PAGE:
George Springer To Red Sox? How Free Agent Outfielder Would Fit With Boston

Age and injury history are causes for concern

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Will the Red Sox make a splash this offseason? Boston has financial flexibility and a strong desire to bounce back from a disappointing 2020. As such, we’ll examine whether several notable free agents make sense (or don’t make sense) as the club looks to retool for 2021 and beyond. 

If Jackie Bradley Jr. signs with another team (he very well could), the Red Sox will have a hole in center field. George Springer, one of the best center fielders in baseball, is a free agent.

Springer also is from Connecticut and has a history with Boston manager Alex Cora. And the Red Sox, now under the luxury tax threshold, seemingly have money to spend.

Sounds like a match made in heaven, right?

Well, not so fast.

Many have suggested the Red Sox could be in play for Springer, and it’s easy to understand why: He’s super talented, a proven postseason performer and, by all accounts, great in the clubhouse.

But, for multiple reasons, the Red Sox might want to look elsewhere in the event Bradley walks, unless they really want to sign their first big-name positional free agent in a few years.

We’ll make the case both for and against the Red Sox signing Springer. First, let’s do a background check.

Info:
Position: Outfield (mostly center field)
Age: 31 (Sept. 19, 1989)
Height: 6-foot-3
Weight: 220 pounds
Bats: Right
Throws: Right

2020 stats:
51 games (222 plate appearances)
14 HRs, 32 RBIs, 1 SB
.265/.359/.540

Career stats:
795 games (3,567 plate appearances)
174 HRs, 458 RBIs, 48 SBs
.270/.361/.491

Why Springer makes sense for Red Sox:
Springer is great and a ton of fun to watch. He’s a career .270 hitter who averages 35 homers, 93 RBIs and 10 stolen bases per 162 games. He also has a career .852 OPS and is the kind of right-handed hitter whose opposite-field hitting ability makes a huge difference in games at Fenway Park. Plus, he’s a more-than-capable defender, with a .989 career fielding percentage that ranks 22nd among active outfielders.

And, again, he rakes in October: A whopping 19 homers to go along with an .895 OPS in 63 career playoff games.

There’s something to be said for sending a message to both the players and the fan base that you want to compete right away. Springer is an All-Star caliber player who would immediately make Boston a better team.

Why Springer doesn’t make sense for Red Sox:
Springer just turned 31 years old, and the Red Sox recently have showed a desire to avoid giving loads of money to players on the wrong side of 30.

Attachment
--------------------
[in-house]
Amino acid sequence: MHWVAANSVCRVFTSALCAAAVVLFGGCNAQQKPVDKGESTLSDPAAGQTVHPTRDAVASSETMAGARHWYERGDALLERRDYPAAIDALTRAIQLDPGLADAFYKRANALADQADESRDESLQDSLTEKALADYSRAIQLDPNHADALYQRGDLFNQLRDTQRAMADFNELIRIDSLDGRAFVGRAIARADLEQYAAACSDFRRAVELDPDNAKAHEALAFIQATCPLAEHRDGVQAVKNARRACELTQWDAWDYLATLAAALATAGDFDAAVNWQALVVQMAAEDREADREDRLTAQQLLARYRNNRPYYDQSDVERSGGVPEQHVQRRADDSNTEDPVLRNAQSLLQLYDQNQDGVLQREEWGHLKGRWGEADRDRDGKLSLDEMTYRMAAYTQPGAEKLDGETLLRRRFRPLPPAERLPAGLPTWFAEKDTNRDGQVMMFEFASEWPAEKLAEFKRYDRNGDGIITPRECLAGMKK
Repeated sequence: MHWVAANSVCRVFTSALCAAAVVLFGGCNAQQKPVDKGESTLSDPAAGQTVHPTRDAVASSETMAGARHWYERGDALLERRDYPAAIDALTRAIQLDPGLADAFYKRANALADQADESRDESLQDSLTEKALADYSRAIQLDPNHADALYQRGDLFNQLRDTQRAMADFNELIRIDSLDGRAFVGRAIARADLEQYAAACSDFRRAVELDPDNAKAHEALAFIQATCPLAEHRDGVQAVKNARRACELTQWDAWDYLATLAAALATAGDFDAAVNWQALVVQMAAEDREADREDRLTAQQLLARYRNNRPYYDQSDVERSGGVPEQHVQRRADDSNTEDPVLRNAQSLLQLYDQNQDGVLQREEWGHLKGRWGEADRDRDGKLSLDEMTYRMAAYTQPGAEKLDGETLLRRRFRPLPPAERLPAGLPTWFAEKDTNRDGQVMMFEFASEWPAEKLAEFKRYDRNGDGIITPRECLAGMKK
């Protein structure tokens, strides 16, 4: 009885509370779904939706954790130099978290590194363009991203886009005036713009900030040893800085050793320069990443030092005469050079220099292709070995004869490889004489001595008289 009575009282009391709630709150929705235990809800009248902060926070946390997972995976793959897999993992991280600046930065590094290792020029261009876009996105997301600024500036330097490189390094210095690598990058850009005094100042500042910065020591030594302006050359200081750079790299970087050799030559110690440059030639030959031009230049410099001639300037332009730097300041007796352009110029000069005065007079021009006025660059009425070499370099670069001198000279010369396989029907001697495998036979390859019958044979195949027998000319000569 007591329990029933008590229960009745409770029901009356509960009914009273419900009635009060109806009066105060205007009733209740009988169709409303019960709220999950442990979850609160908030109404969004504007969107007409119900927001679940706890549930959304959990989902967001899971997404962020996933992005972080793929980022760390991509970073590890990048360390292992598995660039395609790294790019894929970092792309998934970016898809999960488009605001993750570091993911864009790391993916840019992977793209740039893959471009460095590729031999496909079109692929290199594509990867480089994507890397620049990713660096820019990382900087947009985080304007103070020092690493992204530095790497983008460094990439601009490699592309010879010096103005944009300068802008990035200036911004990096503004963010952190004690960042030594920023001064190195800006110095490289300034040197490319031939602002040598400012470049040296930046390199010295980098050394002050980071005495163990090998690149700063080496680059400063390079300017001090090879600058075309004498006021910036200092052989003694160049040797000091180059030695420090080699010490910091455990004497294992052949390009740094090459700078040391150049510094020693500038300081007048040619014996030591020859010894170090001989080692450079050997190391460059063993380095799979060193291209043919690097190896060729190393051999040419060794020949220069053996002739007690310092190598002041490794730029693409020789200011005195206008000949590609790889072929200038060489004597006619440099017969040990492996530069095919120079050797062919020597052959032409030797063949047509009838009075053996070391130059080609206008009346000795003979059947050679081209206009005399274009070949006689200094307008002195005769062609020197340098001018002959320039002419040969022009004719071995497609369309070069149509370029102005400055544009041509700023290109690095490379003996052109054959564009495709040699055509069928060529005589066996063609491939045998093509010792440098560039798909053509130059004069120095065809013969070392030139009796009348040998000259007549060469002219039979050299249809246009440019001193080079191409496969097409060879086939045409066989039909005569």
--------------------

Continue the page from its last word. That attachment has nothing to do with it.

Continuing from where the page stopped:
Sure, that rule likely isn’t as hard-and-fast for positional players as it is for pitchers, but Boston, like most teams, nevertheless will factor in Springer’s age during the evaluation process.

Despite his age and Major League Baseball’s current economic climate, Springer should fetch a considerable salary on the open market. Something like the five-year, $110 million deal J.D. Martinez signed at age 30 feels about right, but who really knows? Plus, Springer brings far more defense to the table than Martinez did or ever will.

If dishing out over $100 million to a 31-year-old isn’t enough to scare off the Red Sox, the additional compensation required might do the trick.

Springer on Wednesday rejected Houston Astros’ qualifying offer, meaning any team that signs him also will need to fork over a second-round draft pick and some international free agent pool money. It’s hard to imagine Chaim Bloom and the Red Sox paying such a high price with retooling the farm system atop the organization’s priority list.

There also is Springer’s injury history to consider. Aside from playing a full 162 games in 2016, the three-time All-Star has endured various ailments throughout his seven-year career. He missed 60 games in 2015, 22 games in both 2017 and 2018 and 40 more in 2019. He sat out nine games this season.

No, not all those absences are due to injury, but you get the idea. Again, Springer is a great player, but it’s fair to wonder how he and a potential five-year deal will age.

Boston might have its center fielder of the future already in the system. Jarren Duran appears on the cusp of a big league promotion, and some around the organization talk about the 2018 seventh-round pick like he’s a future star.

Furthermore, SoxProspects.com lists three center fielders, including Duran, in its top 15 prospect rankings. We’re not saying the Red Sox always should forgo marquee names for unproven youngsters, but a balance needs to be struck. Which side of the balance a player like Springer falls on is for the Red Sox to decide.

Verdict: Not a fit.

Prediction: Springer signs with the Toronto Blue Jays.

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